pV interconnection

NREL Compares States' Timelines for PV Interconnection

The lab assesses the range in project completion timelines nationally (across 87 utilities in 16 states) and in five states with active solar markets (Arizona, California, New Jersey, New York, and Colorado).

The National Renewable Energy Laboratory has released a report that presents results from an analysis of distributed photovoltaic (PV) interconnection and deployment processes in the United States. Using data from more than 30,000 residential (up to 10kW) and small commercial (10kW to 50kW) PV systems installed from 2012 to 2014, the lab assesses the range in project completion timelines nationally (across 87 utilities in 16 states) and in five states with active solar markets (Arizona, California, New Jersey, New York, and Colorado). It evaluates the number of business days required for:

  1. Applying for and receiving utility interconnection review and approval
  2. Constructing the PV system
  3. Passing a final local jurisdiction building permit inspection and submitting paperwork for permission to operate (PTO, the final authorization for system operation) to the utility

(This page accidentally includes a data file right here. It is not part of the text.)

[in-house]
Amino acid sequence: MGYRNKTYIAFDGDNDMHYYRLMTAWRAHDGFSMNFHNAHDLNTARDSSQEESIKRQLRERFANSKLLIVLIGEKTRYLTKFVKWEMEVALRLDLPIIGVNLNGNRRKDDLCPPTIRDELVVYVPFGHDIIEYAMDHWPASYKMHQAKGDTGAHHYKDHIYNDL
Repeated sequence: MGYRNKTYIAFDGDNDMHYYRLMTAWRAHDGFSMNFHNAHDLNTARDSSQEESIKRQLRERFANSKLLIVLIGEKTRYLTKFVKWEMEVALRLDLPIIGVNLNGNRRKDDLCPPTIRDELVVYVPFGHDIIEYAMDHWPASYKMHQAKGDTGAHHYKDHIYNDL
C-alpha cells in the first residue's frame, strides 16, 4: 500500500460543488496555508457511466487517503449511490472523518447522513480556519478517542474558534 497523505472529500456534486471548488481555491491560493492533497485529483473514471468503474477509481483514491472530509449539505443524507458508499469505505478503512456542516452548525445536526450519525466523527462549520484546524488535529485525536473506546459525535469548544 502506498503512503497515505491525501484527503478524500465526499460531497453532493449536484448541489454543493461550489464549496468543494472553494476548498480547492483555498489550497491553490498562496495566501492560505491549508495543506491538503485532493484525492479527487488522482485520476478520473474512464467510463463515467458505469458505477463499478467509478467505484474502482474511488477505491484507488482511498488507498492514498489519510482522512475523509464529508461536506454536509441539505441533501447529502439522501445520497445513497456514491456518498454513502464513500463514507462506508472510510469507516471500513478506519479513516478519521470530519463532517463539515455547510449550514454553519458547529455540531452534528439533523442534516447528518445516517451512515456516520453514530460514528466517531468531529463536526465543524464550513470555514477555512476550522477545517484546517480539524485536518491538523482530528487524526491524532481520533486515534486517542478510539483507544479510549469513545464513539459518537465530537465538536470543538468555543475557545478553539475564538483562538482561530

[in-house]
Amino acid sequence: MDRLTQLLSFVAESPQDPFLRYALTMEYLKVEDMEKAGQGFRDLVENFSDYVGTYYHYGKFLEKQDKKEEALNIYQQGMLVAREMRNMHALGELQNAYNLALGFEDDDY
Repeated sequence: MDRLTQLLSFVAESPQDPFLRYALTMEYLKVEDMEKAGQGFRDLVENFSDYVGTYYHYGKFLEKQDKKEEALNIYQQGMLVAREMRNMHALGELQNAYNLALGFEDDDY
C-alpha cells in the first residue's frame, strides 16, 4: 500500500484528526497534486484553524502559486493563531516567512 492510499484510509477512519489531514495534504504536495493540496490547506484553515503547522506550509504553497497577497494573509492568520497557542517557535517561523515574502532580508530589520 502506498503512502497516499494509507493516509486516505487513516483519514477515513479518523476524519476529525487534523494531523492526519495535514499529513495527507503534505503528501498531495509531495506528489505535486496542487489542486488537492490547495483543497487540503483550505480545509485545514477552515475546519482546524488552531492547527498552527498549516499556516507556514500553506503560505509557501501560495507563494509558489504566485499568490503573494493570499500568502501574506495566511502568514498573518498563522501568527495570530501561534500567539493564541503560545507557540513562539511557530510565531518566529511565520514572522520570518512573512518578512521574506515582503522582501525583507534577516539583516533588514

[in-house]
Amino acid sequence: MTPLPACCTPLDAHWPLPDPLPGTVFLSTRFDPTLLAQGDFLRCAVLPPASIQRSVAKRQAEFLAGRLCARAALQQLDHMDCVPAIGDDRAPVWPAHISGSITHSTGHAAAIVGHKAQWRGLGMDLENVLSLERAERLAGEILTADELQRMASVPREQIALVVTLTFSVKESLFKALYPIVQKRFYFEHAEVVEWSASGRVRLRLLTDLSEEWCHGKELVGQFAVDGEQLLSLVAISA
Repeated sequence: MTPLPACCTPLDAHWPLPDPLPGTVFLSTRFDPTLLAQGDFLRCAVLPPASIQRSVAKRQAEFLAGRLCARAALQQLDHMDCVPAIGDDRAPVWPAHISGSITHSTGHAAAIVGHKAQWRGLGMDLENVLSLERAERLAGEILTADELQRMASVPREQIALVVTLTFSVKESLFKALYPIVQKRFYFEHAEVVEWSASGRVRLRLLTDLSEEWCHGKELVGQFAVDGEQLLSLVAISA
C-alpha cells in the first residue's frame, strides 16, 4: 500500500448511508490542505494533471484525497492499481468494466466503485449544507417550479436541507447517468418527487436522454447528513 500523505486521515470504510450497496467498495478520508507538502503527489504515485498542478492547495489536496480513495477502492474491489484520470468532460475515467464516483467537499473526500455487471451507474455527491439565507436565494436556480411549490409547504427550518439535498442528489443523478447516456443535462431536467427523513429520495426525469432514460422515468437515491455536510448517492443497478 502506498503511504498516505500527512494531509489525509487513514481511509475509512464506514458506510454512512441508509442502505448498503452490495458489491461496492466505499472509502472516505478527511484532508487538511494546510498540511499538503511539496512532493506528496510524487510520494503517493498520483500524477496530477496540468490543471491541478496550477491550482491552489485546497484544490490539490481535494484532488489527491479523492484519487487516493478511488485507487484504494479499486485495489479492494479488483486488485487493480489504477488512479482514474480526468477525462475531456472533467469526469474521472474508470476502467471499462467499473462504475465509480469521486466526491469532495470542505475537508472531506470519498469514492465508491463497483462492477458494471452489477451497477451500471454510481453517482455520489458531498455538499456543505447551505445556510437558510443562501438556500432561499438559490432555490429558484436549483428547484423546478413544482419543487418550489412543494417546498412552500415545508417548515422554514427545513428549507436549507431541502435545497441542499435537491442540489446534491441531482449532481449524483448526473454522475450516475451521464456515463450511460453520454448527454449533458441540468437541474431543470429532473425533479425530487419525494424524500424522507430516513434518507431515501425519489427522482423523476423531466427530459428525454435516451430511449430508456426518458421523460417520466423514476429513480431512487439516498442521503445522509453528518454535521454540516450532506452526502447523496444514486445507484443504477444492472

4. Receiving PTO from the utility.

NREL also assesses the portion of projects that required 20 business days (approximately 1 month) or more for either the utility interconnection application review and approval or PTO process.

The threshold of 20 business days may indicate a project or process delay because interconnection timeframe requirements typically mandate that each application and PTO process be completed within 15 to 20 business days (unless that application requires supplemental review or a detailed impact study). Finally — for California, New Jersey, New York, and Colorado — NREL compares actual timelines to state-level timeframe requirements for utility interconnection application review and approval and PTO.

All projects sampled meet the system-size eligibility criteria for simplified or fast-track review in these states. However, the lab reported it cannot determine from the data whether a PV system received utility approval for simplified or fast-track processing, thus precluding an assessment of which projects required detailed study. Owing to the large range in data values, it reports the median number of business days throughout. The key findings include the following:

Total Days for Utility Interconnection: Across all system sizes analyzed, the median time line for the full PV interconnection process is 53 days, from the date a PV installer submits an interconnection application to the utility to the date the installer receives the utility’s PTO. For the residential sample of U.S. projects, the median number of total days is 52. Generally, larger projects require additional time for utility studies and approvals as well as more time for construction. This is reflected in our data, which show a median period of 62 total days for small commercial installations.